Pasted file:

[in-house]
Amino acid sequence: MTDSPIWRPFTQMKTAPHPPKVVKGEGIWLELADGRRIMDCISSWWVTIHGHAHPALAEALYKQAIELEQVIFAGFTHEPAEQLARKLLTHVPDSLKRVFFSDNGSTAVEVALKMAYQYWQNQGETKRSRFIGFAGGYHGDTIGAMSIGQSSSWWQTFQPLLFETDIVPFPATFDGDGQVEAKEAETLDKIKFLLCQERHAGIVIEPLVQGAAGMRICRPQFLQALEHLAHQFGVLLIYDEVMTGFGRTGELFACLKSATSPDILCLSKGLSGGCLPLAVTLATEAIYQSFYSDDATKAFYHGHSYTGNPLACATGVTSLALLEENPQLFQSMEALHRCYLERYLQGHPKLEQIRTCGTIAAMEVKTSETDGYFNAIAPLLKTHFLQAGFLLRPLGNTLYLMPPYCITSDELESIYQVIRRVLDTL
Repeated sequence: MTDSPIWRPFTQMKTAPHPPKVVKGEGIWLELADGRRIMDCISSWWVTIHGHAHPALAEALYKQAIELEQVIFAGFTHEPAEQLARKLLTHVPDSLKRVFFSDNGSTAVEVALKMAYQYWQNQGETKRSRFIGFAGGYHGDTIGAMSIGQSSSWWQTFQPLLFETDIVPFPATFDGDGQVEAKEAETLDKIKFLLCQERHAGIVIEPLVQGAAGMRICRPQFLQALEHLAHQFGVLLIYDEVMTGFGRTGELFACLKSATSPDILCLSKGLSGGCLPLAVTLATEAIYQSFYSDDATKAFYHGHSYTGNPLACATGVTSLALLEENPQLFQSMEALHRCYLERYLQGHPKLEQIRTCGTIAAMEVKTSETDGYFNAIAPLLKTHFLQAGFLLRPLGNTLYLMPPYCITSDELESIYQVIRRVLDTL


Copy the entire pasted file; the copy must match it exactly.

[in-house]
Amino acid sequence: MTDSPIWRPFTQMKTAPHPPKVVKGEGIWLELADGRRIMDCISSWWVTIHGHAHPALAEALYKQAIELEQVIFAGFTHEPAEQLARKLLTHVPDSLKRVFFSDNGSTAVEVALKMAYQYWQNQGETKRSRFIGFAGGYHGDTIGAMSIGQSSSWWQTFQPLLFETDIVPFPATFDGDGQVEAKEAETLDKIKFLLCQERHAGIVIEPLVQGAAGMRICRPQFLQALEHLAHQFGVLLIYDEVMTGFGRTGELFACLKSATSPDILCLSKGLSGGCLPLAVTLATEAIYQSFYSDDATKAFYHGHSYTGNPLACATGVTSLALLEENPQLFQSMEALHRCYLERYLQGHPKLEQIRTCGTIAAMEVKTSETDGYFNAIAPLLKTHFLQAGFLLRPLGNTLYLMPPYCITSDELESIYQVIRRVLDTL
Repeated sequence: MTDSPIWRPFTQMKTAPHPPKVVKGEGIWLELADGRRIMDCISSWWVTIHGHAHPALAEALYKQAIELEQVIFAGFTHEPAEQLARKLLTHVPDSLKRVFFSDNGSTAVEVALKMAYQYWQNQGETKRSRFIGFAGGYHGDTIGAMSIGQSSSWWQTFQPLLFETDIVPFPATFDGDGQVEAKEAETLDKIKFLLCQERHAGIVIEPLVQGAAGMRICRPQFLQALEHLAHQFGVLLIYDEVMTGFGRTGELFACLKSATSPDILCLSKGLSGGCLPLAVTLATEAIYQSFYSDDATKAFYHGHSYTGNPLACATGVTSLALLEENPQLFQSMEALHRCYLERYLQGHPKLEQIRTCGTIAAMEVKTSETDGYFNAIAPLLKTHFLQAGFLLRPLGNTLYLMPPYCITSDELESIYQVIRRVLDTL